One forages naturally in the wild, one is farmed in pens.
I applaud the EU's action with the drift nets. They stop an awful lot of salmon getting up rivers in Ireland, never mind England. The catches in Ireland are very much down and the drift nets are a huge problem.
But they are not the only problem. The wild salmon catch has been down and down over the past few years, so the figures that only 10 rivers can support a population don't surprise me. I knew there was a problem 20 years ago.
Farmed fish on a lot of these rivers are so covered with lice that, when they are knocked off, they create clouds of lice which the young wild salmon have to swim through. This is having a huge effect on stocks. All wild salmon would have lice on them from the sea - but only three lice per fish. Now they have around 12 on them. It weakens the fish because the lice are parasites.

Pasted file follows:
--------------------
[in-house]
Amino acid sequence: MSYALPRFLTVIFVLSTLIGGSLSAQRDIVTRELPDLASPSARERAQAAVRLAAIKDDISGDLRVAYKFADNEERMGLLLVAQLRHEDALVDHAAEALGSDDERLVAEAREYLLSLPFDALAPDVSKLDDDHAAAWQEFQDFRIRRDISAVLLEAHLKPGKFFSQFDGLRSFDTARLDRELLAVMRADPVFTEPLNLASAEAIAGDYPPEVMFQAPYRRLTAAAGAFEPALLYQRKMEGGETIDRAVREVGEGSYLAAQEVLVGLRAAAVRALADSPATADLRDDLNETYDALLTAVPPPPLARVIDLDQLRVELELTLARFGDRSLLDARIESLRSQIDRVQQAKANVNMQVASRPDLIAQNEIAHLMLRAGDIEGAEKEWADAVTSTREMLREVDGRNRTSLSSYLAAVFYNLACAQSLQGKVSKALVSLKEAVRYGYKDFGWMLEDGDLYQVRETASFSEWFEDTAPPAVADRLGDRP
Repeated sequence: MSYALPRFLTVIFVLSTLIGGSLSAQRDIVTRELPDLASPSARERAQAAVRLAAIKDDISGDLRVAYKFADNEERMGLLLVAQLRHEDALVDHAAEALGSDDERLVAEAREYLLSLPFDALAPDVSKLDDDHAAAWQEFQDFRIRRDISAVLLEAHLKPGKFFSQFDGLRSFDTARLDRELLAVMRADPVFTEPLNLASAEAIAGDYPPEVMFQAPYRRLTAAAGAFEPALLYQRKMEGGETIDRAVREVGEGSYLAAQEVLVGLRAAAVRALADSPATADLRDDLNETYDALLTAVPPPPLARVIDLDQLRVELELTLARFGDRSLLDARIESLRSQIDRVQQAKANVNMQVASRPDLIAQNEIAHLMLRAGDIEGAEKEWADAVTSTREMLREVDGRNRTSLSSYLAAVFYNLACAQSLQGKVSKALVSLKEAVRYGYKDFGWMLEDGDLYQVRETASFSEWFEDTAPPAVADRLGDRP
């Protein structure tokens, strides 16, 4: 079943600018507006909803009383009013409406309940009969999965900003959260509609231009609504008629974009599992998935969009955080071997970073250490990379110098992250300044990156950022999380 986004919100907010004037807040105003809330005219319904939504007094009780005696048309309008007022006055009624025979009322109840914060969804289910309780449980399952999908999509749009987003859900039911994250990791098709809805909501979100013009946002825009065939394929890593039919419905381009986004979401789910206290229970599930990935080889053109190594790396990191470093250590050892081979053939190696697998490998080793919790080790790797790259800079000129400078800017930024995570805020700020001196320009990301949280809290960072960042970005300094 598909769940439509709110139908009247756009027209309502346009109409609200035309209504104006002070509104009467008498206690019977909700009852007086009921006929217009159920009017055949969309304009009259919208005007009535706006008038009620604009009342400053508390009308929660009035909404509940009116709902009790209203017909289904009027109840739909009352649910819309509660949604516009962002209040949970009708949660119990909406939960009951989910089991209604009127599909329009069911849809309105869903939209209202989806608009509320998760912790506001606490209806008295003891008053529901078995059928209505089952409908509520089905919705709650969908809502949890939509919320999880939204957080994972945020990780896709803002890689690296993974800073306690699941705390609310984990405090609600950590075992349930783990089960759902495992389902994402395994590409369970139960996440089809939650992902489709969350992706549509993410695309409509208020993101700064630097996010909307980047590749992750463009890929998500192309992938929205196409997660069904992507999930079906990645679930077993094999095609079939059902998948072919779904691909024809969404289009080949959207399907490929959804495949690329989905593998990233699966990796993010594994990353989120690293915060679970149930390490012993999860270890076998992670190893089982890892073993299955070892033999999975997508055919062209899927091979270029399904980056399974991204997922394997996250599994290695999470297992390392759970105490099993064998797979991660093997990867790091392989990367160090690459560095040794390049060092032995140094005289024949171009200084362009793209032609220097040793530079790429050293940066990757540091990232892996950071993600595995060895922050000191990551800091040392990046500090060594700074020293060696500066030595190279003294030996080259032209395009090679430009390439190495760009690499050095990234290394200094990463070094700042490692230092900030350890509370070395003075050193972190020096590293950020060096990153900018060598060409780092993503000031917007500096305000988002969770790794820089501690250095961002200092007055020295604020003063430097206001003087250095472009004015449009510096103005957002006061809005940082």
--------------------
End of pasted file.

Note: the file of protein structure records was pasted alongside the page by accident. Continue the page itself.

There is one organic farm, Claire Island, which is way out to sea. That is a good alternative, but not a substitute.
The law has to come down heavily and I would support anything that would bring stocks back. Nature can only cope with so much.
Richard Corrigan is the Michelin-starred chef of Lindsay House in LondonReuse content